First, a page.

But on Saturday morning, neighbors along Chickasaw Place saw a much different image: law enforcement authorities leading Dae outside her home and into the back seat of a police cruiser. Later that day, the Leesburg police charged Dae with first-degree murder in the slaying of her husband. She is being held without bond.
The killing in the well-kept subdivision near Tuscarora High School startled neighbors, who could not fathom the spasm of violence on their street. Kyung’s death was the first slaying of the year for Leesburg, a city of about 40,000 residents where homicides are rare.
Capt. Clagett Moxley of the Leesburg police said Kyung suffered “several stab wounds all over the body.” Knives have been recovered from the Hwangs’ home, and authorities are awaiting the autopsy report to confirm the official cause of death. Police said they had never responded to the house for any emergency before Saturday’s visit.
On Saturday morning, just past 6, it was Dae who called 911. Moxley said police think the husband was dead before the call was made.
When police arrived, Dae let officers into the home, Moxley said. Kyung’s body was found in an upstairs bedroom.
“We are still trying to determine what caused this to occur,” Moxley said.
So are the neighbors.
Douglas van Norden, 63, a chief technology officer at a federal contracting firm who lives next door to the Hwangs, said they left Korea shortly after the Korean War and moved to Canada. Eventually, the couple wound up in Northern Virginia and have lived in Edwards Landing for about nine years. They have two grown daughters, who live and work in the Northeast as medical professionals.
Last year, a few days after July 4, Kyung told van Norden that he and his wife had become U.S. citizens on Independence Day.
“I congratulated him and gripped his shoulder and said, ‘On the Fourth of July, you can’t do better than that,’ ” van Norden said. “Kyung just beamed.”
Not once in nine years of living next to the Hwangs did van Norden sense friction between the couple. Their little dog was named Happy.
“When they entertained on the back deck with friends over, they always seemed so poised and natural,” van Norden said. “That’s the most pleasant thing to hear in the world — the gentle laughter of people who genuinely love each other’s company.”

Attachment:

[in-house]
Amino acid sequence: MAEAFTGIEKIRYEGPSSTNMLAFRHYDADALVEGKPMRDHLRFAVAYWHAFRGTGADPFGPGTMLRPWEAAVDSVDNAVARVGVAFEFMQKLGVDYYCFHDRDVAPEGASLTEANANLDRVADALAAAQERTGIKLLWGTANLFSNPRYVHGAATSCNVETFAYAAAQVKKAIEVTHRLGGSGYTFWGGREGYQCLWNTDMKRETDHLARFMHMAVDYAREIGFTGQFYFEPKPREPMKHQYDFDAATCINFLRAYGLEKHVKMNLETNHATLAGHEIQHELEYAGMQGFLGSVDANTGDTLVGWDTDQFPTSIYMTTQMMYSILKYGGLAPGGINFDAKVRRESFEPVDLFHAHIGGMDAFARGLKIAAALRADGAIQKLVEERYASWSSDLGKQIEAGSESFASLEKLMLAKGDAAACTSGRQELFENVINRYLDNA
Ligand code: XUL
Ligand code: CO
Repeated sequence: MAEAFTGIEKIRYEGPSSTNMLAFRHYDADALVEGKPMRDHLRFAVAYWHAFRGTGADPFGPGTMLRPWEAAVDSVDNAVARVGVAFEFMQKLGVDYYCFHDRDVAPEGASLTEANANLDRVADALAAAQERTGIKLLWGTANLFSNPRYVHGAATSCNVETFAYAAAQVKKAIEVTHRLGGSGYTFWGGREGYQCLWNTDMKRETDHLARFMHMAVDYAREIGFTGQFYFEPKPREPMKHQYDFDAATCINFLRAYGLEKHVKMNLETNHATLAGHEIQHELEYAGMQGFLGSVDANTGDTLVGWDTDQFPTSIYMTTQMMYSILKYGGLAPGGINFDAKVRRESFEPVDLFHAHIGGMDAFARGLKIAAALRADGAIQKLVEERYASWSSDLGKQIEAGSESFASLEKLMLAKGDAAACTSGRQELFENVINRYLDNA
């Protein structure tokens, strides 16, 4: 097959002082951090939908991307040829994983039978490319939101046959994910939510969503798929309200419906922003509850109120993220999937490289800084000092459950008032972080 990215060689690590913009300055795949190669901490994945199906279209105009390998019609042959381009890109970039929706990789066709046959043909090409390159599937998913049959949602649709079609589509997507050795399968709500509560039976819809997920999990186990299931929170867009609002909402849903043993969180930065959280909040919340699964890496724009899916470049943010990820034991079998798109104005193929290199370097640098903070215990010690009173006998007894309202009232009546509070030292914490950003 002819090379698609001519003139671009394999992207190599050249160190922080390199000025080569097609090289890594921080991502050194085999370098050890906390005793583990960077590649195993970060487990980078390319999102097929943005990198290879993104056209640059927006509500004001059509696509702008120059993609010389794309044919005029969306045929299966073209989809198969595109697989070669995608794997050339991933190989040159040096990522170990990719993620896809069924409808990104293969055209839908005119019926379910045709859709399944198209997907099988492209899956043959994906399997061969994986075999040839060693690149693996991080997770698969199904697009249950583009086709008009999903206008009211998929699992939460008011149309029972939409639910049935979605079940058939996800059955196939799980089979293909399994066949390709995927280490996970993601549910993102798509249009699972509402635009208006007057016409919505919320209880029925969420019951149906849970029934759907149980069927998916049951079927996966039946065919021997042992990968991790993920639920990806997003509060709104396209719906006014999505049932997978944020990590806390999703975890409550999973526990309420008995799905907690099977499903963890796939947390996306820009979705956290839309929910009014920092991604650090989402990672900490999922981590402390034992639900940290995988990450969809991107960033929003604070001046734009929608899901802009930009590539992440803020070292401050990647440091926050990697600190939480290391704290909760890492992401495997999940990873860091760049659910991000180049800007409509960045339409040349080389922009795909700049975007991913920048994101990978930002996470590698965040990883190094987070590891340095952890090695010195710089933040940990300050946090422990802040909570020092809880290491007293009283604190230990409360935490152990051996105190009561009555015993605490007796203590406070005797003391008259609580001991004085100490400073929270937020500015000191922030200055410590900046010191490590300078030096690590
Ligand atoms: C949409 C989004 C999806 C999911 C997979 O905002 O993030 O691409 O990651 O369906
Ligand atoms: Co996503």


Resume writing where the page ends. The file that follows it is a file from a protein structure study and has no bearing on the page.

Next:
Kyung and van Norden formed the informal Snowblower Club, a squad of five or six neighbors who cleared sidewalks and driveways in the winter.
He added that Dae formed a deep bond with another neighbor across the street, who had recently adopted a Korean child. Dae, once a classroom assistant at a school in eastern Loudoun County, was so popular with her students that they and their parents sometimes visited her at her home, van Norden said. She was very modest.
“One of the loveliest aspects about her was that she played the piano, and if the windows were open, I could hear her sing,” he said. “Once, I said to her, ‘You have a lovely voice.’ She blushed. She smiled. Then, she covered her mouth and said, ‘I didn’t know you could hear me.’ ”
On Sunday, a reporter visited the Hwangs’ home but was turned away at the door by a young man. Parked in the driveway was a truck from the Aftermath company, “specialists in biohazard management.”
Nonprofit tax forms list Kyung as the sole contact for Nova First Church, whose address is the same as his Leesburg home. But the forms, which say the church was founded in 2002, contain no financial information. Police said they have been unable to reach church members.
Cheri Shields, 49, who lives across the street from the Hwangs, said she will most remember Kyung for visiting her home in August and praying over her mother, who had been staying with her as she succumbed to cancer.
“Kyung and Dae would come over regularly,” Shields recalled. “He’d speak Korean and hold my mother’s hand. They were sweet, loving people.”